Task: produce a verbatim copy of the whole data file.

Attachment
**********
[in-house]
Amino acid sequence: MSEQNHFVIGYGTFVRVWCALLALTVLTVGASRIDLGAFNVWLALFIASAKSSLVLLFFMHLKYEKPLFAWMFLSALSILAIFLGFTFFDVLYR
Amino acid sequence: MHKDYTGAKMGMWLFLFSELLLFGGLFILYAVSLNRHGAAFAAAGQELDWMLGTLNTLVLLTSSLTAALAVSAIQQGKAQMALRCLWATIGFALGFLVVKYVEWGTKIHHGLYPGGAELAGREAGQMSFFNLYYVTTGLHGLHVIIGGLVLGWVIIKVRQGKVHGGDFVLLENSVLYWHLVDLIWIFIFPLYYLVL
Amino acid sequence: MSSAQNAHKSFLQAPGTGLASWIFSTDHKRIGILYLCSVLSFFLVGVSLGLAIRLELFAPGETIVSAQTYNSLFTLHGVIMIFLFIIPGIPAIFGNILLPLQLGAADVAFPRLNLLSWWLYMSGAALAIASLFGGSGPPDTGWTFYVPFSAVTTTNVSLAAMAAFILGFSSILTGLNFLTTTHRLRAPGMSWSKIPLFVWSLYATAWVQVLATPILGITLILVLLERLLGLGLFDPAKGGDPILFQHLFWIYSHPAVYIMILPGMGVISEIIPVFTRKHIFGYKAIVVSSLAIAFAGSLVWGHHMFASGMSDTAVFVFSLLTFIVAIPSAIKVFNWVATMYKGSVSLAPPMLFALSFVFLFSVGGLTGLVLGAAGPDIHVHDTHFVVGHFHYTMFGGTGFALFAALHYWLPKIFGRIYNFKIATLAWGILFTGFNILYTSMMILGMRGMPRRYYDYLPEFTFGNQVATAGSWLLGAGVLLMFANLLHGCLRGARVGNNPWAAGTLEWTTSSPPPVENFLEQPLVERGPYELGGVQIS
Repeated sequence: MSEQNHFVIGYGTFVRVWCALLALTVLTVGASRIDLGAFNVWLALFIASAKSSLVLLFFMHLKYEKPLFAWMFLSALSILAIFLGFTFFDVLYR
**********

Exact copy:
[in-house]
Amino acid sequence: MSEQNHFVIGYGTFVRVWCALLALTVLTVGASRIDLGAFNVWLALFIASAKSSLVLLFFMHLKYEKPLFAWMFLSALSILAIFLGFTFFDVLYR
Amino acid sequence: MHKDYTGAKMGMWLFLFSELLLFGGLFILYAVSLNRHGAAFAAAGQELDWMLGTLNTLVLLTSSLTAALAVSAIQQGKAQMALRCLWATIGFALGFLVVKYVEWGTKIHHGLYPGGAELAGREAGQMSFFNLYYVTTGLHGLHVIIGGLVLGWVIIKVRQGKVHGGDFVLLENSVLYWHLVDLIWIFIFPLYYLVL
Amino acid sequence: MSSAQNAHKSFLQAPGTGLASWIFSTDHKRIGILYLCSVLSFFLVGVSLGLAIRLELFAPGETIVSAQTYNSLFTLHGVIMIFLFIIPGIPAIFGNILLPLQLGAADVAFPRLNLLSWWLYMSGAALAIASLFGGSGPPDTGWTFYVPFSAVTTTNVSLAAMAAFILGFSSILTGLNFLTTTHRLRAPGMSWSKIPLFVWSLYATAWVQVLATPILGITLILVLLERLLGLGLFDPAKGGDPILFQHLFWIYSHPAVYIMILPGMGVISEIIPVFTRKHIFGYKAIVVSSLAIAFAGSLVWGHHMFASGMSDTAVFVFSLLTFIVAIPSAIKVFNWVATMYKGSVSLAPPMLFALSFVFLFSVGGLTGLVLGAAGPDIHVHDTHFVVGHFHYTMFGGTGFALFAALHYWLPKIFGRIYNFKIATLAWGILFTGFNILYTSMMILGMRGMPRRYYDYLPEFTFGNQVATAGSWLLGAGVLLMFANLLHGCLRGARVGNNPWAAGTLEWTTSSPPPVENFLEQPLVERGPYELGGVQIS
Repeated sequence: MSEQNHFVIGYGTFVRVWCALLALTVLTVGASRIDLGAFNVWLALFIASAKSSLVLLFFMHLKYEKPLFAWMFLSALSILAIFLGFTFFDVLYR